At its first meeting of the year, the Federal Reserve voted unanimously to raise the target range for the federal funds rate by 1/4 percentage point to 4.5% to 4.75%. With the latest increase, the Fed has raised interest rates by 4.5% in the last year and continues to significantly reduce the size of its balance sheet. While remaining committed to reducing the inflation rate to 2%, policymakers plan to implement rate increases at a slower pace while assessing the effectiveness of their restrictive monetary policy. Inflation continued to skew steadily downward in December with an annual increase of 6.5%, down from its 9.1% peak in June.
“We are seeing the effects of our policy actions on demand in the most interest-sensitive sectors of the economy, particularly housing,” Fed Chair Jerome Powell said. “It will take time, however, for the full effects of monetary restraint to be realized, especially on inflation. In light of the cumulative tightening of monetary policy and the lags with which monetary policy affects economic activity and inflation, the Committee decided to raise interest rates by 25 basis points today, continuing the step down from last year’s rapid pace of increases. Shifting to a slower pace will better allow the Committee to assess the economy’s progress toward our goals as we determine the extent of future increases that will be required to attain a sufficiently restrictive stance.”
At the press conference following the announcement, Powell said the economy is in the early stages of disinflation and didn’t believe rate cuts would be appropriate this year. The Fed’s Summary of Economic Projections (SEP) released in December estimated an increase in the median fed funds rate to 5.1% at the end of 2023, 4.1% in 2024 and 3.1% in 2025. Powell said the forecasts will be updated in March.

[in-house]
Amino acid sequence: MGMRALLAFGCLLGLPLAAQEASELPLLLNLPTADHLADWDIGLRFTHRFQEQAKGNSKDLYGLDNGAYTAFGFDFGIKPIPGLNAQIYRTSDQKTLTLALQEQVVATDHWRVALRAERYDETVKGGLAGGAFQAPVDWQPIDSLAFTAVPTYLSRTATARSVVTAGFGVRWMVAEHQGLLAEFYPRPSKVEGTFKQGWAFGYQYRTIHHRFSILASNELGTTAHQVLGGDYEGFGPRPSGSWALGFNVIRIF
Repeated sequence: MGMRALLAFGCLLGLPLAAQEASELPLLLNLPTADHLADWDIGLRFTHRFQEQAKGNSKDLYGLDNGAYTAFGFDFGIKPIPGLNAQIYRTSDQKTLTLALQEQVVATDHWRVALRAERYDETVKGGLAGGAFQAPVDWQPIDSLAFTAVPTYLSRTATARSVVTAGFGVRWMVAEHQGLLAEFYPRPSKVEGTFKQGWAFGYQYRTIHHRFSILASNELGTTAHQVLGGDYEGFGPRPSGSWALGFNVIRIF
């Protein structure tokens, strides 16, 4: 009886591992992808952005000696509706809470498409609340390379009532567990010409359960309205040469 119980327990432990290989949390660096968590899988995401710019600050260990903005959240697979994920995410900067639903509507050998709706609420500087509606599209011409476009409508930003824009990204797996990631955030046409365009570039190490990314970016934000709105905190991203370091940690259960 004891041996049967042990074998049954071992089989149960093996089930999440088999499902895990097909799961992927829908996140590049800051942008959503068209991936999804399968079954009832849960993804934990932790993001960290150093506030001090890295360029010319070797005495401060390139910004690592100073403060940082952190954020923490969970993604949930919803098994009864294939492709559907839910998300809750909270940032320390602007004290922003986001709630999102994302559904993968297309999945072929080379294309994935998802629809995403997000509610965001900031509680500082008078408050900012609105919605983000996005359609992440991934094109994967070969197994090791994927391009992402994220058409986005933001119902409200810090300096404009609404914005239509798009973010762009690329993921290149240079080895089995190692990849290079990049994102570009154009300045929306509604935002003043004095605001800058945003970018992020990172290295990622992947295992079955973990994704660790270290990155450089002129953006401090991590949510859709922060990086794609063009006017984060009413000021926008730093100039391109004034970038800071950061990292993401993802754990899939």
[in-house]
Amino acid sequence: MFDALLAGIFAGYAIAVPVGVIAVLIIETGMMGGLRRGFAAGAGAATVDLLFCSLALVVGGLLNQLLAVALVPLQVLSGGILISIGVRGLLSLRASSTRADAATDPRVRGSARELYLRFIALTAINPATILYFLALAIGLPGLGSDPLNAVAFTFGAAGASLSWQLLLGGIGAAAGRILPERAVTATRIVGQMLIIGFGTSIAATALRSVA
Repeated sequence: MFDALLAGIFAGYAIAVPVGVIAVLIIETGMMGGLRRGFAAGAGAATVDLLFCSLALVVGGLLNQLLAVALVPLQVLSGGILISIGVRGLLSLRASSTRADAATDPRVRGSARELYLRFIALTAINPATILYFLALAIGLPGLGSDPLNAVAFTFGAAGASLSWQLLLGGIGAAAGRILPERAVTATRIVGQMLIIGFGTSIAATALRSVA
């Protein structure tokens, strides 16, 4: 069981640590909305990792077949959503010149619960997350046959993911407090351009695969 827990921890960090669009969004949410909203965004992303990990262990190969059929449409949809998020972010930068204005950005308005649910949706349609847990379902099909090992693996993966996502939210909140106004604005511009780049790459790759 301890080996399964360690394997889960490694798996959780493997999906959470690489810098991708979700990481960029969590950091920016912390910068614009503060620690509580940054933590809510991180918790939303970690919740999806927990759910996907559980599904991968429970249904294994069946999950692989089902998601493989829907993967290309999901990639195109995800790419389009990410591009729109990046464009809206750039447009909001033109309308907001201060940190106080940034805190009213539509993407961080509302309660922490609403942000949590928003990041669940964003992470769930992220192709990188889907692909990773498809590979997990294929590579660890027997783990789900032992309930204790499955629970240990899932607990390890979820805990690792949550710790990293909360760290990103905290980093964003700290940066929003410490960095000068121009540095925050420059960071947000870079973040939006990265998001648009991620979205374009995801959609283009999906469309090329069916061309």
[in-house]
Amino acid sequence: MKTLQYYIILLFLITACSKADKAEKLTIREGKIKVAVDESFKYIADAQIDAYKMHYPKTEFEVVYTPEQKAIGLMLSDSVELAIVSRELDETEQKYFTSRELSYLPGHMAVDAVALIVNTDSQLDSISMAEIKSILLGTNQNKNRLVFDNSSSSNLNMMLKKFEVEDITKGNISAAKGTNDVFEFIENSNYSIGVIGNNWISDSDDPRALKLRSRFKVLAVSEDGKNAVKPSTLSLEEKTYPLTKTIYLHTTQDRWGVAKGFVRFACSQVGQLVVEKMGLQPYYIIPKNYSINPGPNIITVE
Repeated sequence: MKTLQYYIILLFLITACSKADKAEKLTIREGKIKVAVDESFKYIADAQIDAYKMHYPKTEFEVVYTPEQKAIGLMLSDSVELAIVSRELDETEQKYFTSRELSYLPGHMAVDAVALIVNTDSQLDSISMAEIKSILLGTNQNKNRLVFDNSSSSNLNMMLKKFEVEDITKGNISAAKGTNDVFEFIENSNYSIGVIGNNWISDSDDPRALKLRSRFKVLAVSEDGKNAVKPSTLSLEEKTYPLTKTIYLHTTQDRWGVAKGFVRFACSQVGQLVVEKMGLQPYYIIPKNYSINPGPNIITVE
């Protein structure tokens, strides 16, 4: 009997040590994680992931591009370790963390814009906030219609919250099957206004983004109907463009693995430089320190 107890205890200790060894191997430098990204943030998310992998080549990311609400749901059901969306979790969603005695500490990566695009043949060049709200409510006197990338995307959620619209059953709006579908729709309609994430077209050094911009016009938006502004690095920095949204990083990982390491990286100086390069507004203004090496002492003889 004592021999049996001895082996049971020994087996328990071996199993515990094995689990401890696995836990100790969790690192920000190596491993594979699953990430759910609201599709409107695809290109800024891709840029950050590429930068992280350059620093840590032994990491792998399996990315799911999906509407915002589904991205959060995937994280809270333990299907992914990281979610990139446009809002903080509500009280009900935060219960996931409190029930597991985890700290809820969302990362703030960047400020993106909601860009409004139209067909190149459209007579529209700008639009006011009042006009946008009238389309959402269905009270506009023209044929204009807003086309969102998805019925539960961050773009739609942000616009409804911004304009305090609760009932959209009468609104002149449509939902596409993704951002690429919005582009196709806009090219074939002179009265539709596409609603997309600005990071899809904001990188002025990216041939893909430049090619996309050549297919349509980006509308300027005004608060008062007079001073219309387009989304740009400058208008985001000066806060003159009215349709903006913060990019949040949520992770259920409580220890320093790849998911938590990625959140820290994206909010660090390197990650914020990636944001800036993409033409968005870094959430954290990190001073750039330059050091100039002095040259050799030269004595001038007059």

“Last year, the FOMC raised interest rates at an unprecedented speed and, at the same time, implemented quantitative tightening, so it’s encouraging to see that the Fed plans to pause and gauge whether its policies are successfully lowering inflation before introducing further shocks to the economy,” said Matt Swerdlow, Senior Director in Ariel Property Advisors’ Capital Services Group.
Despite the interest rate hikes, 2022 was a record-breaking year for New York City investment sales with 2,700 transactions valued at $39 billion. Activity in the first half of the year was particularly robust as investors raced to close deals before the anticipated rate hikes took effect and slowed in the second half as the Fed raised interest rates by 350 basis points between June and December.
“The volatility in the market in the latter half of 2022 was challenging for clients who experienced multiple rate hikes while they were in the middle of securing financing to buy a property,” Swerdlow said.
Forecast for 2023
“I’m optimistic about 2023 because investors have more confidence that even if the Fed raises rates, the increases will be more modest and fluctuations will be in an acceptable range,” Swerdlow said. “Improved inflation figures have prompted Treasury rates to fall to levels not seen since September, which is refreshing.”
For example, even with the Fed’s November and December combined 125 basis point increase, Treasuries have come down a very significant 70 basis points over the same period. Borrowers in the market for financing that is directly priced over the Treasuries can rejoice and benefit from the drop.
“There was a day recently where we rate locked several deals as the Treasuries gave way for a nearly 40 basis point reprieve which allowed our clients to earn out some more interest only periods at a better rate.”
How Can Borrowers Prepare
Swerdlow continued, “At the end of the day, interest rates are a tool and what matters is being able to calculate a satisfactory rate of return on an investment. To ensure there are no rate surprises, we partner with lenders that lock in rates early, which can lead to a significant discount in monthly costs and run a full transparent process with weekly client calls.”
Multifamily Loan Programs
|Portfolio Lenders (Max 75% LTV)|
|Agency Lenders (Max 80% LTV)|
|5 Year||5.00% - 5.50%|
|7 Year||5.00% - 5.75%|
|10 Year||4.75% - 6.00%|
Commercial Loan Programs
|5 Year - Bank||5.75% - 6.50%|
|7 Year - Bank||6.00% - 6.75%|
|10 Year - CMBS||5.90% - 6.60%|
*full-term interest only available
Construction / Development / Bridge
|Stabilized / Core||300-450 bps|
|Value Add / Core Plus||450-600 bps|
|Re-Position / Opportunistic||600+ bps|
|5-Year U.S. Treasury||3.43%|
|7-Year U.S. Treasuryy||3.39%|
|10-Year U.S. Treasury||3.35%|
|1- Month LIBOR||4.58%|
|30-Day Avg. SOFR||4.31%|
|1-Month Term SOFR||4.57%|
|Ameribor Unsecured Overnight Rate||4.63%|
|5-Year SOFR Swap||3.50%|
|7-Year SOFR Swap||3.45%|
|10-Year SOFR Swap||3.40%|
Pricing current as of February 02, 2023